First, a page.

Monday, August 15, 2011

Finally got the V!

Hello Everyone,
It was so nice to get comments on the last post - I'm so glad to see who is following and how awesome you all are.
Appologies for it being so long since the last post.
So big news! After a long and arduous 10 weeks of Peace Corps Training - as Peace Corps Trainees - We swore in a on Sunday the 7th, took the Peace Corps oath and we are officially Peace Corps Volunteers! Now, all 19 of us are spread out all over Lesotho. It is crazy to think that we are now PCVs after starting to apply in April of 2010. Swearing in was cool because our Bo-Me (all our host mothers) started Saturday, cooked all through the night and into Sunday and we along with our entire village had a huge feast. I felt bad though that they had to work so hard to make such a fun celebration come together.
Training was not what we expected, we did some cool stuff like field trips and games with youth groups as well as panel disucussion -  and some really monotonous (but I assume necessary) class time. We didn't have much down time at all, even for reviewing the Sesotho that we had in class every day. We even got grades on things (I confess to only getting a 70% on my garden... that is the price we paid for free-range chickens I guess). We both passed Sesotho at intermediate-mid level, so that was good but we will continue with tutoring. Now we are at site with tons of books and training manuals that will help us do our jobs over the next two years. So yes, I did just say that we are at site! I will have much to say about it over the next two years, expecially because we will have more regular access to the internet, even from the phone - but it is difficult to do anything but read stuff from the phone, which I found out with the last blog post that failed when I tried to post it from the phone.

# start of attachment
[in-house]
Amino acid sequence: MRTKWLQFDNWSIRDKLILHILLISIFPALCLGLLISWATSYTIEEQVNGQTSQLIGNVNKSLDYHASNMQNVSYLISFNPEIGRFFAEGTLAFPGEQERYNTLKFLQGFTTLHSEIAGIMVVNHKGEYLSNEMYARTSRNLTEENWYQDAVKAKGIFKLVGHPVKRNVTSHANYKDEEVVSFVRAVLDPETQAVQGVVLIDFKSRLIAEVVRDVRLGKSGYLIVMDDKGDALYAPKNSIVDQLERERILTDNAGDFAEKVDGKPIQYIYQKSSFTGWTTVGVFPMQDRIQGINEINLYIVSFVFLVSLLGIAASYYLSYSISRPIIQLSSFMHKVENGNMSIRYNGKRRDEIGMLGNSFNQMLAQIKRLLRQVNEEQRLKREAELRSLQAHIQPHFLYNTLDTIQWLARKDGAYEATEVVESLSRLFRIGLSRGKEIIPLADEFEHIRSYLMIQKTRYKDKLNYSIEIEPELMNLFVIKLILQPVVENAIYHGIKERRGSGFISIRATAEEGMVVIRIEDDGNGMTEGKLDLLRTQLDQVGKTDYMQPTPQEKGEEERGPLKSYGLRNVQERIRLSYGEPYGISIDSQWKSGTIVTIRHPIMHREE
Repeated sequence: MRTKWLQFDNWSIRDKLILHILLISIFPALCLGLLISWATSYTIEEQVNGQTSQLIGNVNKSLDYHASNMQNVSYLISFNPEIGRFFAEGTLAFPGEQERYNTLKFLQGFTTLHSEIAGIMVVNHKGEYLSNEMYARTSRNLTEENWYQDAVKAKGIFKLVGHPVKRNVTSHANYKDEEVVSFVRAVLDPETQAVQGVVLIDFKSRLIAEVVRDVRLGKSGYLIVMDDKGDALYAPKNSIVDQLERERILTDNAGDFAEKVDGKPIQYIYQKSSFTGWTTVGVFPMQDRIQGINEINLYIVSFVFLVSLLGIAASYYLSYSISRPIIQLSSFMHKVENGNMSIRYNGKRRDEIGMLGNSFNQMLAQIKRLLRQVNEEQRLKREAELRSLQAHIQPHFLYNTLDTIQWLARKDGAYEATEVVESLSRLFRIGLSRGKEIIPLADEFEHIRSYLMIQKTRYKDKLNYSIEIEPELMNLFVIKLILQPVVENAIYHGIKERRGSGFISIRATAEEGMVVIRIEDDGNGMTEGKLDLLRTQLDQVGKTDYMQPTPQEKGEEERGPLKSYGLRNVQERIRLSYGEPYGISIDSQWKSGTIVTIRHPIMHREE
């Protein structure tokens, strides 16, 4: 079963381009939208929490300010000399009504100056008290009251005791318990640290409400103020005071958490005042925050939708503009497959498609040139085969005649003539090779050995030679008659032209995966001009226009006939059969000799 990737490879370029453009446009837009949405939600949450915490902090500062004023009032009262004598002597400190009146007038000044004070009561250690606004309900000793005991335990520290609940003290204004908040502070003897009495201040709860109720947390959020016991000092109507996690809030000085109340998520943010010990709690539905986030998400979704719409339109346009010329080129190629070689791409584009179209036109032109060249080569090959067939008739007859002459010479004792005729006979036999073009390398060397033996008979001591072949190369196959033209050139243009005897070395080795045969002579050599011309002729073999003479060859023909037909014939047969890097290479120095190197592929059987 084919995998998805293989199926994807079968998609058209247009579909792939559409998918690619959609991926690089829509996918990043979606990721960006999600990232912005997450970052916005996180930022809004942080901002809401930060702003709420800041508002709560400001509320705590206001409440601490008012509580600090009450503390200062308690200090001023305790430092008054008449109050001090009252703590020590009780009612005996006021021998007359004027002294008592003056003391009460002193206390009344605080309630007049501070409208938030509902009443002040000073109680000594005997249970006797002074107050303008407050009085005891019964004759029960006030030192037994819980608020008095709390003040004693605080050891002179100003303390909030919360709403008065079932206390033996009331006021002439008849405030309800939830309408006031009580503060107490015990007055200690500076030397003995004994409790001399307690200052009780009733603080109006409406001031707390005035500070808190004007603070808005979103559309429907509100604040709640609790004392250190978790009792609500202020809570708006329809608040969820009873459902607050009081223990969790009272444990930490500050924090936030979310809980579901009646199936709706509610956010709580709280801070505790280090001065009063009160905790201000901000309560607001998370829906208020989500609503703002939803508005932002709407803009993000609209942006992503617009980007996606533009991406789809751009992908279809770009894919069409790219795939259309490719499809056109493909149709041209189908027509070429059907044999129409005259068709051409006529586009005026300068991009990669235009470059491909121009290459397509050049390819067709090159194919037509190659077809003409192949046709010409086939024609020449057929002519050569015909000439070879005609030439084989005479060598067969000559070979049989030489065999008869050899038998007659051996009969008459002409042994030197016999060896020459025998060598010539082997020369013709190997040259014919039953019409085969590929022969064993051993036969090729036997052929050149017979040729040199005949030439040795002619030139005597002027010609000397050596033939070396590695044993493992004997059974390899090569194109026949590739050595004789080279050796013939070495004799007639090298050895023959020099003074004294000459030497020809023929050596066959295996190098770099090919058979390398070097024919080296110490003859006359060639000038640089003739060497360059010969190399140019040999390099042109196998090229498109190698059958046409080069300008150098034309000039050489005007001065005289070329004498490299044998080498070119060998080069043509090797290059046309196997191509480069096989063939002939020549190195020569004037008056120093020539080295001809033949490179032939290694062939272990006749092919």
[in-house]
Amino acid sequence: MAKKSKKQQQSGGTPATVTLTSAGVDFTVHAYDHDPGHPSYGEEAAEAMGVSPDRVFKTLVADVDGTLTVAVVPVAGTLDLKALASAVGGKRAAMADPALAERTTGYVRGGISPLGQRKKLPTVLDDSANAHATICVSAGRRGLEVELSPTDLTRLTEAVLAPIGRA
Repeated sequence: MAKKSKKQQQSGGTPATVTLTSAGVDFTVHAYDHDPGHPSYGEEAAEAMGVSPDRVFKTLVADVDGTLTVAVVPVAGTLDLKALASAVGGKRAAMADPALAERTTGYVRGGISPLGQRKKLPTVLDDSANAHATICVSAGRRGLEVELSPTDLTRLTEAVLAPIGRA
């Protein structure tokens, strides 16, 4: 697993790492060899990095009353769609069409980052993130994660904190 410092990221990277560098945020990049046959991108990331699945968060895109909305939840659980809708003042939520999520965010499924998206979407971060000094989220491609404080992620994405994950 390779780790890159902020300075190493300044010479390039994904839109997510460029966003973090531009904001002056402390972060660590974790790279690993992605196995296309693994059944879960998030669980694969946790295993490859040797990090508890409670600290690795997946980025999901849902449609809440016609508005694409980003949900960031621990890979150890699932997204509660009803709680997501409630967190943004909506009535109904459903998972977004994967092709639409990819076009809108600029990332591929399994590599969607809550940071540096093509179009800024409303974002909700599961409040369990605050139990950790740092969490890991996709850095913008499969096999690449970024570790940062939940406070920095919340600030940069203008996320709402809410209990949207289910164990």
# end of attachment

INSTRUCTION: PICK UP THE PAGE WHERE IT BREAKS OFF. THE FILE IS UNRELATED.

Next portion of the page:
Anwyays, I guess I should tell you a little bit about the begining of our new life as real Peace Corps Volunteers. We are in the Highlands of Lesotho in the Drakensburg mountains it is beautiful here and cold - it even snowed today, just like those sloppy wet May snows in Bozeman! It is almost spring here and we feel at home. Shane is working at a Snake Park, and he is so happy to be there and it is beautiful. I am working for the World Food Programme now! One of the one the ground field offices, so I'm looking forward to how it will come together. We are settled in to our house now after a night without furniture and two nights without heat. But it is a pretty nice house and we will talk more about it later just to keep you all reading. (Cliffhanger....)
All the best to everyone reading - sending lots of love from Lesotho!
Shane and Carol

Friday, August 5, 2011